Every year the number of HIV cases in Oklahoma increase, and even though people know a lot more about the disease than they used to, there are still plenty of misconceptions about the virus and how quickly it can spread. False assumptions can increase the risk of infection and the odds of transmitting the virus to someone else. Here, are answers to the most commonly asked questions about HIV.
1. HIV and AIDS, they’re the same thing right?
No. HIV is a virus and AIDS is an infection. HIV, or the human immunodeficiency virus, is an infectious virus that destroys and breaks down a person’s immune system. If one contracts HIV, the body will be less able to defend itself against viruses, bacteria, parasites and more.
AIDS, or acquired immunodeficiency syndrome is the stage of the disease when the immune system is weakened by the loss of CD4 cells, otherwise known as white blood cells, that help fight off harmful pathogens in the body. AIDS is diagnosed when a person has a CD4 count of less than 200.
2. Can HIV live outside of my body?
Yes, but not for very long. Compared with other types of viruses, such influenza, HIV is extremely fragile and does not thrive when it hits room temperature (68 degrees F,) when exposed to ultraviolet (UV) radiation from the sun, or at pH levels that are dissimilar to that of blood.
Even if the virus did get outside of your body for that short amount of time, the odds that it will affect you are next to zero. In fact, there have been zero cases of HIV caused by a blood tainted needle in a public place.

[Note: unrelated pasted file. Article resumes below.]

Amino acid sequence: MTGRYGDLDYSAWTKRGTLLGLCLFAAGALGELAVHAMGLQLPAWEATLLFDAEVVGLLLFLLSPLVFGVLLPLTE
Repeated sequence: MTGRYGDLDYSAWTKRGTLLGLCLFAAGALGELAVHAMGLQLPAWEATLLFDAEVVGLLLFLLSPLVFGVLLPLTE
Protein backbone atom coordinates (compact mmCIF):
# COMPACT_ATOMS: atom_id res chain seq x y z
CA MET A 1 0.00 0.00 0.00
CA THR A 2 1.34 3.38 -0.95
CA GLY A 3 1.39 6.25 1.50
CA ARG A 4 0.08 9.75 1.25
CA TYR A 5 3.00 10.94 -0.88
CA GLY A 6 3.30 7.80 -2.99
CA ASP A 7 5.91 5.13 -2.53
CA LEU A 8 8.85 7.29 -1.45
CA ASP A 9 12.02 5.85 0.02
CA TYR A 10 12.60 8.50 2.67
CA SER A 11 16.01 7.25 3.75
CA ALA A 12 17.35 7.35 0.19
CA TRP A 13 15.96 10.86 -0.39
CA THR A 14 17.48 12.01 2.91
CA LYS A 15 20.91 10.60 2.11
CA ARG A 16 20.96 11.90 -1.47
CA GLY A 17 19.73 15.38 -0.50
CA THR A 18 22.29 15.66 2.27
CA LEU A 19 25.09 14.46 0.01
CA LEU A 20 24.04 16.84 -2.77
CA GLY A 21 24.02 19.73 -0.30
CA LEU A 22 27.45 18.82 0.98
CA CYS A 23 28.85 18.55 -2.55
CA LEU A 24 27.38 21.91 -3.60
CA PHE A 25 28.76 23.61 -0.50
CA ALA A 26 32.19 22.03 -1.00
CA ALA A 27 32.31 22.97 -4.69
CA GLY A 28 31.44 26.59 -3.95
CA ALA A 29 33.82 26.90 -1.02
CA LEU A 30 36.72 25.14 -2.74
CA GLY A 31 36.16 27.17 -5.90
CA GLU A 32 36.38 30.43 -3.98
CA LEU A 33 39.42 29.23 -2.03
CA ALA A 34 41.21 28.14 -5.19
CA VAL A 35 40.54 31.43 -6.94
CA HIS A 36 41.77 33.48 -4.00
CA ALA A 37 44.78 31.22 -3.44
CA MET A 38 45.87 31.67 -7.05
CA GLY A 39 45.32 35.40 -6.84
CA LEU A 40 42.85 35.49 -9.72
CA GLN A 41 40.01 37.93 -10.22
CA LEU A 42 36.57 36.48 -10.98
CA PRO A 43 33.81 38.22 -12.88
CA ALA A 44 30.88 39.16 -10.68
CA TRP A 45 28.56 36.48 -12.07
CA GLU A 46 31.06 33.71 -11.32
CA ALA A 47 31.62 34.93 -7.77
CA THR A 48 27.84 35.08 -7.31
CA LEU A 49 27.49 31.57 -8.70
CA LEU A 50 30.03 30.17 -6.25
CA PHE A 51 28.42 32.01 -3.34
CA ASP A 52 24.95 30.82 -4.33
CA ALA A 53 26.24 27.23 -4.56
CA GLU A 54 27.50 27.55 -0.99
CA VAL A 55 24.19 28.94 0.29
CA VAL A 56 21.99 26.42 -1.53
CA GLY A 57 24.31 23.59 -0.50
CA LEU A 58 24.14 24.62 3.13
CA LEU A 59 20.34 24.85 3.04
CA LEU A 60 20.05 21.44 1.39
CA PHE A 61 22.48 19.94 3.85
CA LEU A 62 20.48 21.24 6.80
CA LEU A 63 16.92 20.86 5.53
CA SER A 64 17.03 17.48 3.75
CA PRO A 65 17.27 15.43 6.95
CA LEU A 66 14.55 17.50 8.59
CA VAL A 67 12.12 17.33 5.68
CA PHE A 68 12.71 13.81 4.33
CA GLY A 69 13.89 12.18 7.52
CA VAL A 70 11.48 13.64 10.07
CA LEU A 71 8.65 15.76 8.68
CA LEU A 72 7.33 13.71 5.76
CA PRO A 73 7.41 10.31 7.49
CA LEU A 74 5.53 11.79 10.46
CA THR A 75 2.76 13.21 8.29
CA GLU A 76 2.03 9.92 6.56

3. Which activities cause HIV?
There are three main causes of HIV in the United States; vaginal sex, anal sex and shared needles (anal sex poses the highest risk.) Here is the estimated probability of acquiring HIV from the above causes:
The more you engage in these activities, the higher your risk for HIV.
4. What about oral sex?
Yes and no. The documented risk of contracting HIV from having oral sex is extremely low, but the risk is hard to quantify because many people who have had oral sex have had anal or vaginal sex as well. Still, there are certain factors that may increase the potential for infection. These include coexisting sexually transmitted diseases (STDs) and bleeding gums. Even then, it’s unlikely that a person will be infected by having oral sex. Using a condom or dental dam can further reduce the already low risk, as can taking medicine to prevent or treat HIV.
5. How common are false negatives and false positives?
Next-generation technologies have helped answer this question. HIV testing in healthcare settings has never been greater. Even though, false positives and false negatives have been known to occur, albeit infrequently.
Today, the false negative rate in the United States is 0.003 percent and false positives are even lower at 0.0004 percent – due in large part to the practice of confirming a positive result with a secondary test.
However, if a false negative does occur, it is most likely due to premature testing during the “window period,” or the period of time following infection when the body has not produced enough antibodies to register an accurate result. If this does happen, a person may believe that they have not been infected. While newer, combination HIV tests have reduced this window period, it is important to wait three to four weeks after exposure to get proper results.